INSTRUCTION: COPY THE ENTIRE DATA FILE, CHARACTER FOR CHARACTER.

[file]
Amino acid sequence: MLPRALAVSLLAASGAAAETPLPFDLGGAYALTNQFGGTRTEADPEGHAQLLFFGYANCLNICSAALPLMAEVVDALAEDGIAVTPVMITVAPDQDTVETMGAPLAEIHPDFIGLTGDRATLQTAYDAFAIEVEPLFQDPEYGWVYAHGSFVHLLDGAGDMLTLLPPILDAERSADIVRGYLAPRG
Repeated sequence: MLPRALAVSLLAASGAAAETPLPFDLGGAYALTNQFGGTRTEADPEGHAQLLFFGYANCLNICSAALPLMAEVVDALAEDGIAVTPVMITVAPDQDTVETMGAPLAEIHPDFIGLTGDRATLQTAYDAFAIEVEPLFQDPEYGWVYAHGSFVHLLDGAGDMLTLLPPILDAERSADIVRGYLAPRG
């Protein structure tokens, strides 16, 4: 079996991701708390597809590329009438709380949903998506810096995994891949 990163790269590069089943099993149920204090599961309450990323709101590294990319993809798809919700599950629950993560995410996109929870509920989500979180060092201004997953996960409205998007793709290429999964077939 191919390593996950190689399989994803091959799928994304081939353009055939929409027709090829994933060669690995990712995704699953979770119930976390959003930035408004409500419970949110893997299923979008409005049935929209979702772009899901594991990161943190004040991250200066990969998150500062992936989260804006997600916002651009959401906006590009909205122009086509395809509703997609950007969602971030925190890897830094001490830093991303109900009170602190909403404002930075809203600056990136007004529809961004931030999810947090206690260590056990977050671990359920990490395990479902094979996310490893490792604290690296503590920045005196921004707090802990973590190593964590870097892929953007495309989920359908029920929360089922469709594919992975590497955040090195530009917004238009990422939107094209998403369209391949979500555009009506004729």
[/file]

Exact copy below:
Amino acid sequence: MLPRALAVSLLAASGAAAETPLPFDLGGAYALTNQFGGTRTEADPEGHAQLLFFGYANCLNICSAALPLMAEVVDALAEDGIAVTPVMITVAPDQDTVETMGAPLAEIHPDFIGLTGDRATLQTAYDAFAIEVEPLFQDPEYGWVYAHGSFVHLLDGAGDMLTLLPPILDAERSADIVRGYLAPRG
Repeated sequence: MLPRALAVSLLAASGAAAETPLPFDLGGAYALTNQFGGTRTEADPEGHAQLLFFGYANCLNICSAALPLMAEVVDALAEDGIAVTPVMITVAPDQDTVETMGAPLAEIHPDFIGLTGDRATLQTAYDAFAIEVEPLFQDPEYGWVYAHGSFVHLLDGAGDMLTLLPPILDAERSADIVRGYLAPRG
């Protein structure tokens, strides 16, 4: 079996991701708390597809590329009438709380949903998506810096995994891949 990163790269590069089943099993149920204090599961309450990323709101590294990319993809798809919700599950629950993560995410996109929870509920989500979180060092201004997953996960409205998007793709290429999964077939 191919390593996950190689399989994803091959799928994304081939353009055939929409027709090829994933060669690995990712995704699953979770119930976390959003930035408004409500419970949110893997299923979008409005049935929209979702772009899901594991990161943190004040991250200066990969998150500062992936989260804006997600916002651009959401906006590009909205122009086509395809509703997609950007969602971030925190890897830094001490830093991303109900009170602190909403404002930075809203600056990136007004529809961004931030999810947090206690260590056990977050671990359920990490395990479902094979996310490893490792604290690296503590920045005196921004707090802990973590190593964590870097892929953007495309989920359908029920929360089922469709594919992975590497955040090195530009917004238009990422939107094209998403369209391949979500555009009506004729």